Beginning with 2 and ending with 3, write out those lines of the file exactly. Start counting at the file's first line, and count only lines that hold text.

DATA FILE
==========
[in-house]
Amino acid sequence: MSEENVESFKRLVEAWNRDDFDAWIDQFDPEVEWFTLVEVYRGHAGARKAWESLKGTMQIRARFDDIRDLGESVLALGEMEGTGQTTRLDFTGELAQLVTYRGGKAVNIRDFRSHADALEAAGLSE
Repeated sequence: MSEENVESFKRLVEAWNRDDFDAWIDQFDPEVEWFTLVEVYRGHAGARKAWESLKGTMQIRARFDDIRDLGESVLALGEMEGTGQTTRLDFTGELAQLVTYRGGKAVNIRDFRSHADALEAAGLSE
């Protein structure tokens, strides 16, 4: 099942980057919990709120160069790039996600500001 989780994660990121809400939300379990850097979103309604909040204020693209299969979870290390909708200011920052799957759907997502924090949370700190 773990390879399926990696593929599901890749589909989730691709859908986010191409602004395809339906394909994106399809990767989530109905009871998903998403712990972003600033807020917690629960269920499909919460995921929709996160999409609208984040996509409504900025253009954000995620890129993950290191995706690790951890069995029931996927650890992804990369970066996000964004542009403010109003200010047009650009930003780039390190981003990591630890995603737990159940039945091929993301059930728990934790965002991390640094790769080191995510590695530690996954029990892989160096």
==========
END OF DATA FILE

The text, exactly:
Amino acid sequence: MSEENVESFKRLVEAWNRDDFDAWIDQFDPEVEWFTLVEVYRGHAGARKAWESLKGTMQIRARFDDIRDLGESVLALGEMEGTGQTTRLDFTGELAQLVTYRGGKAVNIRDFRSHADALEAAGLSE
Repeated sequence: MSEENVESFKRLVEAWNRDDFDAWIDQFDPEVEWFTLVEVYRGHAGARKAWESLKGTMQIRARFDDIRDLGESVLALGEMEGTGQTTRLDFTGELAQLVTYRGGKAVNIRDFRSHADALEAAGLSE